It's amazing how many people spend time and money improving the performance of their engine but forget about the exhaust. Probably they figure that by the time hot gas comes out the engine all the important stuff has already happened. That's way off the truth, though. The factory exhaust on your vehicle will work just fine, but like everything else it's built to a price and manufacturers are usually conservative when it comes to things like noise and emissions standards. By carefully choosing and fitting the right parts you can easily boost your engine performance by 10%, sometimes even more. It's an economical way to get more power for less fuel consumption, so if you really want to get the best from your engine it should be one of the first things you look at. It's also an upgrade that many people can do themselves, which saves on costs.
A good exhaust makes a difference to any engine, but if you're running a turbodiesel you really need the best you can get. The turbo is what feeds your engine air to boost its power, and the exhaust is what drives the turbo. That's pretty clever, because it uses waste energy to improve performance, but there are also issues. Firstly the turbo can cause back pressure, which obviously is a bad thing. A good system will keep that to a minimum. Secondly a weak flow in the exhaust will reduce the turbo's performance. Keep everything flowing nicely and you'll get faster response and higher turbo pressures, which really lets your engine get to work.
Your exhaust system has several parts and they all affect performance in different ways. There are some priorities in every part, of course. You want a system that allows fast flow, so the engine isn't choking on its own gases. The exhaust plays a vital part in extracting heat from the engine, too. It needs to keep noise down as much as possible, and the more you can do to keep emissions down the better. On a 4x4 you also need to think about durability. The bottom of your vehicle can take a bit of a beating on rough ground, and even with an underguard fitted there are bits of the system that can get damaged. You need to make sure everything is as tough as possible. Once you get past these general points, though, you want to look at each part in turn.
The manifolds are the exit point from the engine. Factory ones are usually designed to save materials and space, and top performance is a lower priority. The most common problem is where the individual pipes from each cylinder join into a single pipe. If they're different lengths pressure waves can build up as the cylinders fire in sequence, and this has a slight choking effect on the engine. Well, not all that slight sometimes - it can reduce power by up to 5%. What you need is a proper header, designed to give optimum gas flow with no pressure issues.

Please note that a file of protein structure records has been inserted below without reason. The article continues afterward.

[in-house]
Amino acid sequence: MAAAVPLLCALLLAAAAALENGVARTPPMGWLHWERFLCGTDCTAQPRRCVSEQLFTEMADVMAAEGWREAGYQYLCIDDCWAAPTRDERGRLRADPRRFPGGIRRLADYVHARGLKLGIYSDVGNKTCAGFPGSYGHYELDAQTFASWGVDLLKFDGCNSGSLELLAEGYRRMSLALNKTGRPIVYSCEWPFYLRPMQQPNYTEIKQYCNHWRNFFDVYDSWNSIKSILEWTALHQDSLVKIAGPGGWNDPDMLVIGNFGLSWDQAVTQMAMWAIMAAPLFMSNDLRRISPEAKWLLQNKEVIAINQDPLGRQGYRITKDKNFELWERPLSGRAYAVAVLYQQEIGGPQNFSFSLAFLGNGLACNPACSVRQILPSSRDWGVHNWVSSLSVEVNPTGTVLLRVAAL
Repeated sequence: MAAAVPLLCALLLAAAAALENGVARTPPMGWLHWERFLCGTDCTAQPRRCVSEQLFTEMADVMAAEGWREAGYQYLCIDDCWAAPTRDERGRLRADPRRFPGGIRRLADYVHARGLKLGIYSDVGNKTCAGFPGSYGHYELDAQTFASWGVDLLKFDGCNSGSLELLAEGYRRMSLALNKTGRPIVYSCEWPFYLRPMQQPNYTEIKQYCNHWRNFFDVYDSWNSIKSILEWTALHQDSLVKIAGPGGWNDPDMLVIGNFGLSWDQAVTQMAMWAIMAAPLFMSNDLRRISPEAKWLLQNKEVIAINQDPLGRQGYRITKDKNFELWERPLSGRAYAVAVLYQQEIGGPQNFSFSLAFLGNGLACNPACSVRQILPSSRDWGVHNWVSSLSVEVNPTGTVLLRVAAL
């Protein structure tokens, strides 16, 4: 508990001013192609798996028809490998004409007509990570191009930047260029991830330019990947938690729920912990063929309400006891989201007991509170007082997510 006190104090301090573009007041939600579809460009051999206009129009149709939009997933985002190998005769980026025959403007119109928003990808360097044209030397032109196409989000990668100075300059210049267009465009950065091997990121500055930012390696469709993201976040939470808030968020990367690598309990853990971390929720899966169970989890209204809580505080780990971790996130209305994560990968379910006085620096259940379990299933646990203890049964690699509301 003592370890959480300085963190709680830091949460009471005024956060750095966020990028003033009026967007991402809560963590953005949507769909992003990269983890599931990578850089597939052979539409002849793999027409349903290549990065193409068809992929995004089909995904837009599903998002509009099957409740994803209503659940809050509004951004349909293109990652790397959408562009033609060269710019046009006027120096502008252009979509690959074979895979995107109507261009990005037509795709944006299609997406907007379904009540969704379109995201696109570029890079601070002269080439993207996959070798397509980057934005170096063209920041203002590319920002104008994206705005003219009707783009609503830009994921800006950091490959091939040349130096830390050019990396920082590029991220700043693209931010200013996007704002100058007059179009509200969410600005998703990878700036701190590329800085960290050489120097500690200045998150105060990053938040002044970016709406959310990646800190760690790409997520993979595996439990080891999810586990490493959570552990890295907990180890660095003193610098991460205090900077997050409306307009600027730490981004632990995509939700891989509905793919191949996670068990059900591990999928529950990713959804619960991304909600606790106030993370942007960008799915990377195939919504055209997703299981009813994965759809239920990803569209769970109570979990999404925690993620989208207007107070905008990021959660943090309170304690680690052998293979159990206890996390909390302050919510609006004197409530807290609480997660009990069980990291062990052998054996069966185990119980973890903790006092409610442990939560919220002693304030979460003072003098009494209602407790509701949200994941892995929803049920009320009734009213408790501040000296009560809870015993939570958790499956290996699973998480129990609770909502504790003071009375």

This section runs from the manifolds back to the catalytic converter or particulate filter. It's pretty simple, but like the manifold you're looking for flowing curves that don't slow the exhaust down. You also want to make sure that as much heat stays in the gas as possible, instead of being transferred to the pipe.
If you have a petrol engine you'll need one of these. What you want is one with the highest flow rate you can get, so it cleans up the carbon monoxide from your exhaust without building up back pressure that stifles your engine. On a diesel you'll have a particulate filter instead.
The silencer reduces the pressure in the system, so cuts down the noise it makes. Unfortunately it can also cause back pressure. A higher quality unit minimises this but still reduces exhaust noise. In an off road vehicle it needs to be protected or strongly built, because they can easily get bashed.
This is another simple bit, but it's important. It directs the hot gas away from the back end of your vehicle. Lose this bit and you can end up with heat damage at the rear, so make sure it's sturdy.
Upgrading any section of the exhaust will improve performance, but you'll get the best results by choosing bits designed to work together. Quality parts are essential, too. This is one place where you really don't want to settle for second best. Look for heavy gauge aluminized steel, to give you ruggedness and heat resistance. A good exhaust will be mandrel bent; this involves shaping the pipes over a curved steel bar; you get the flowing curves that keep back pressure down, but no risk of crimping or weak spots. Cheaper pipes just get shaped on a bending machine, and this limits the curves that can be achieved. The shape should be based on what gets the best gas flow, not on what's easier for the workshop, so make sure you're getting mandrel bent parts.
It's probably obvious by now that we think exhausts are pretty important. It makes perfect sense though. A good exhaust system will reduce wear on your engine, boost power so you can get yourself through even more terrain than ever, and save you up to 10% on fuel consumption. If you've upgraded your vehicle with jerry can racks or even a long range fuel tank it would be silly not to squeeze even more range out of it. Performance exhausts are a winner all round, so if you don't already have one you should start looking now.